DPH Helps Georgians with Allergies and Asthma Breathe Easier

April 6, 2015

Most of us don’t really think about breathing, but it’s always on the minds of about 50 million people with allergies and 23 million people with asthma when spring arrives in Georgia. With trees in full bloom and high pollen counts, itchy eyes and throats, sneezing, wheezing and coughing are daily experiences for allergy sufferers.

Rather than staying inside and missing the beautiful sights of spring, the Georgia Department of Public Health (DPH) is advising Georgians that you can still enjoy the season by proactively managing your allergy and asthma symptoms.

Georgia is no stranger to high pollen counts so it’s important to routinely monitor pollen levels before planning your outdoor activities. Get ahead of your allergies by taking over-the-counter or prescription medications early to effectively manage or prevent severe symptoms.  If needed, stay inside during the mid-day and afternoon hours when pollen counts are highest.

When the pollen is visible on surfaces, it’s probably also on your outer clothing. Take a shower, wash your hair and change your outer clothing after being outdoors for work, school or fitness activities.

Also, pay attention to how you ventilate your homes or cars during spring weather. It’s tempting to open the windows for fresh air or let your convertible top down in the car, but you want to avoid this if you suffer from asthma or allergies. Keep the doors and windows of your cars and home closed and opt for air conditioning which will help control air quality around you during allergy season.

DPH is also educating parents and children with asthma to play it safe during allergy season. Asthma is a chronic disease of the lungs and is characterized by symptoms including wheezing, breathlessness, chest tightness, and nighttime or early morning coughing.

In 2013, nearly 2 in every 16 children in Georgia have asthma which equates to roughly 260,000 school-aged children according to the Georgia Asthma Prevalence Report.  Additionally, this report indicates that 14 percent of middle school and 13 percent of high school students in Georgia have asthma.

Furthermore, 60 percent of children with current asthma missed at least one day of school for asthma in the past year. They missed on average a total of five days from school.

For those persons with asthma, it’s vital to have asthma control medications on hand, such as your inhaler, and stay away from asthma triggers such as dust, outdoor air pollution, mold and tobacco smoke. As with all medications, read the label or consult with your doctor for certain medications that can trigger an episode.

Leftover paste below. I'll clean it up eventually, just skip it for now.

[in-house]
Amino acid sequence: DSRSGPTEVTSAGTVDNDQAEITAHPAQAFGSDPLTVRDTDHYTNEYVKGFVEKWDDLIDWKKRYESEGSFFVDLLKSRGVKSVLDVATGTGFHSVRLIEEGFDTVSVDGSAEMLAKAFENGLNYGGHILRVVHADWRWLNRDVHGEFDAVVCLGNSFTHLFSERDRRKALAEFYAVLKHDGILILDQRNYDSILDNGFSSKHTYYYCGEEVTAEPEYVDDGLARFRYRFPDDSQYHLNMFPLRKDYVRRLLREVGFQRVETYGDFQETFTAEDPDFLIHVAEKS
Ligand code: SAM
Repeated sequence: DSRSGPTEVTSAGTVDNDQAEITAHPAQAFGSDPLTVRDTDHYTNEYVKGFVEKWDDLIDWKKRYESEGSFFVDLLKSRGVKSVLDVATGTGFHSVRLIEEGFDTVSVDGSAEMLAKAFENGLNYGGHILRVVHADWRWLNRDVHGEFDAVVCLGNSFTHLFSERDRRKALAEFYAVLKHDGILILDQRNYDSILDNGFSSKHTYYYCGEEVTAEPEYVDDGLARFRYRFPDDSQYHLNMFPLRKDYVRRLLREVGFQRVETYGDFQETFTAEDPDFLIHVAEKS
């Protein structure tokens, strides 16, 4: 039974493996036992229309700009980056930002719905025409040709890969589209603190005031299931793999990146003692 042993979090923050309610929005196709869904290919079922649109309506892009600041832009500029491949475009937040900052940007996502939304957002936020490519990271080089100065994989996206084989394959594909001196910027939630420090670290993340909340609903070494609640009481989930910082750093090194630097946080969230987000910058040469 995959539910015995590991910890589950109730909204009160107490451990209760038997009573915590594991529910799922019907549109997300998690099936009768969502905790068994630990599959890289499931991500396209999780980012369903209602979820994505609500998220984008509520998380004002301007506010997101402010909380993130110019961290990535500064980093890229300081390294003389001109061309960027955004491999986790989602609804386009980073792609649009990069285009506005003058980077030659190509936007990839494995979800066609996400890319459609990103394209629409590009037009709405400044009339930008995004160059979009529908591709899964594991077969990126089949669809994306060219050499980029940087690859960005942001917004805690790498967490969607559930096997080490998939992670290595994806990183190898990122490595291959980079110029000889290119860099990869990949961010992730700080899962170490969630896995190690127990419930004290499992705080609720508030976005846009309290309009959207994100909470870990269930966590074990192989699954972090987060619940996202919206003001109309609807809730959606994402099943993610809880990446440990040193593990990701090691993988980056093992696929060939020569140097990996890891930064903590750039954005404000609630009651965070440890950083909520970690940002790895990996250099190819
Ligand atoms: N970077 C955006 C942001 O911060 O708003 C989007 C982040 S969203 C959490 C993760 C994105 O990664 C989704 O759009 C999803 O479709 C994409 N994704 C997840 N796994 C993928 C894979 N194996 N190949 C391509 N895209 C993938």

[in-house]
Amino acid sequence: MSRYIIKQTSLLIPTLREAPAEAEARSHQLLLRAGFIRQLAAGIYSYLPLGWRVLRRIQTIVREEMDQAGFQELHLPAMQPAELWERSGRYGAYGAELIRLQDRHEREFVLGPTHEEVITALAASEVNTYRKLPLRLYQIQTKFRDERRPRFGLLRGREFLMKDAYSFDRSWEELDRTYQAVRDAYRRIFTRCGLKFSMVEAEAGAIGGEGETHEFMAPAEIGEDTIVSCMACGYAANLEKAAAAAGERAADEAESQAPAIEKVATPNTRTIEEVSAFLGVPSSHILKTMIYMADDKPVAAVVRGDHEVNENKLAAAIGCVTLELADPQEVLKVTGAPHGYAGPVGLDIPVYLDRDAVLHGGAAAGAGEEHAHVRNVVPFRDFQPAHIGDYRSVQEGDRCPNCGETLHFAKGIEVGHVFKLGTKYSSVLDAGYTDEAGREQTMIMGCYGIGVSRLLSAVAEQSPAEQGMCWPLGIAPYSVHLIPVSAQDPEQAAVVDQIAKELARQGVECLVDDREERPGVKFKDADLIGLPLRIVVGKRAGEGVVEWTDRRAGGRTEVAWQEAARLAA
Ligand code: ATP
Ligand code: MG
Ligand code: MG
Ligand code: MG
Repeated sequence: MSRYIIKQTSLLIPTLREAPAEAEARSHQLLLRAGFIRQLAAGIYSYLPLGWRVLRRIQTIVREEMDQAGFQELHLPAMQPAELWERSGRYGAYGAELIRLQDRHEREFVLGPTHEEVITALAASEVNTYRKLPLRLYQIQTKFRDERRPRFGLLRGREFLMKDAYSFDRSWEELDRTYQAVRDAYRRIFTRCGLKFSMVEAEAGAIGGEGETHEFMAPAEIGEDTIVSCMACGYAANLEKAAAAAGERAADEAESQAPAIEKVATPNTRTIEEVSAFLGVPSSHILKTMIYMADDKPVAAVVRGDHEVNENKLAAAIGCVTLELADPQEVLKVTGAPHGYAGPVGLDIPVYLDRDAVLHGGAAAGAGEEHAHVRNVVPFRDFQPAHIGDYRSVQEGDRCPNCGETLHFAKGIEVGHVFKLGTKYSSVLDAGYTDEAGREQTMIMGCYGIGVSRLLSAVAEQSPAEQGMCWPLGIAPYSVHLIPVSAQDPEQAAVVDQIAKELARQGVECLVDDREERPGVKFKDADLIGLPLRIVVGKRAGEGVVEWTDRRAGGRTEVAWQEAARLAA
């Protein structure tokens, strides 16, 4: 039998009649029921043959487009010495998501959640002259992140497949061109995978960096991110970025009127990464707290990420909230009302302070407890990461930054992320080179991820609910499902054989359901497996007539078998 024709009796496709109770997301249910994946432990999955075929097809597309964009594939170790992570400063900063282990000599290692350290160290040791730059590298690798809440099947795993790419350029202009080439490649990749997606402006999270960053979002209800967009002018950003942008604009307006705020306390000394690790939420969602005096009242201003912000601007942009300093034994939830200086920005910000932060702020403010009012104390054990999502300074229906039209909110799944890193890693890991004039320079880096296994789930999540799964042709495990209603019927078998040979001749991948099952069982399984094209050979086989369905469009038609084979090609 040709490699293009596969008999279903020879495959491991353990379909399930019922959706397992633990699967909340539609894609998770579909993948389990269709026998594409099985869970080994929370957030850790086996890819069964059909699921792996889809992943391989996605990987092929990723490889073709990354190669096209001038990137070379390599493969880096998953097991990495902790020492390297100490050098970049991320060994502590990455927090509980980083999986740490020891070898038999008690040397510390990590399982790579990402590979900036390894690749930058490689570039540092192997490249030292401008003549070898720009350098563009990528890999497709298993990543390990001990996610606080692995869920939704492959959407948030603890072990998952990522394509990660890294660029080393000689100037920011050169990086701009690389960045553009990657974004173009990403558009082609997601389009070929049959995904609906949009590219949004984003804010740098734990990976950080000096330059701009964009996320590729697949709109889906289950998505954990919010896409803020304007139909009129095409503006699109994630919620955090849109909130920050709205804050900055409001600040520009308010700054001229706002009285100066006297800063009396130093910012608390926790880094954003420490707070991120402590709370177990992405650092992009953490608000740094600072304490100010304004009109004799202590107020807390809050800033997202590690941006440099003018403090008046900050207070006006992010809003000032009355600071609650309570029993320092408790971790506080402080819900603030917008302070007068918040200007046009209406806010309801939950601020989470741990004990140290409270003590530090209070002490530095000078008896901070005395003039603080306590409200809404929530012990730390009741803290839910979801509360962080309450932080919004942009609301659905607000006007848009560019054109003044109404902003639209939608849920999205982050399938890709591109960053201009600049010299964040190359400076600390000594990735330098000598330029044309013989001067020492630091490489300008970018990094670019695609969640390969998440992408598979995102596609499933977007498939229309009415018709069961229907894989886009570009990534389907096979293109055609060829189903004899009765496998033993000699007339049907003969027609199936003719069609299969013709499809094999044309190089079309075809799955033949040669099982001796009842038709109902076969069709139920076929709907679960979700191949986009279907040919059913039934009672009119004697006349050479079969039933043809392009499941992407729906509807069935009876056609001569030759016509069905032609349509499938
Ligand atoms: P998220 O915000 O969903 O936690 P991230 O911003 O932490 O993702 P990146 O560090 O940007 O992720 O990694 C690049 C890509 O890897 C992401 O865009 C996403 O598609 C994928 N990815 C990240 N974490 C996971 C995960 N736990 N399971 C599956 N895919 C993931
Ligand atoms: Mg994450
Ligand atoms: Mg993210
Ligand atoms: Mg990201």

Through an initiative spearheaded by DPH, CDC and the National Center for Environmental Health’s Air Pollution and Respiratory Health Branch, DPH is helping Georgians with asthma breathe a little easier with the Georgia Asthma Control Plan (GACP).

“Allergies are one of the main triggers for asthma; thus, controlling your allergy symptoms can effectively help you mitigate the triggers of asthma,” said Jean O’Connor, JD, MPH, DrPH, DPH Chronic Disease Prevention Section director. “Through the Georgia Asthma Control Program, we’re able to provide asthma suffers relief, especially during springtime, by increasing access to important resources that enable adults and children to manage this condition and enjoy a better quality of life.” 

DPH also encourages people to be aware of additional asthma triggers including health conditions such as the flu, cold respiratory virus, sinus infections and acid reflux. Even exercising can trigger asthma symptoms, making it important for asthma suffers to carefully monitor their breathing to avoid having an asthma attack and consult with their doctor before embarking on any exercise regime.

If you suffer from allergies and asthma, before you step outside, visit the Weather Underground to get information on pollen levels and pollen types in your specific area of Georgia. For additional information on asthma awareness and how to manage this disease, visit DPH’s Georgia Asthma Control Program website for free resources for parents and school nurses.

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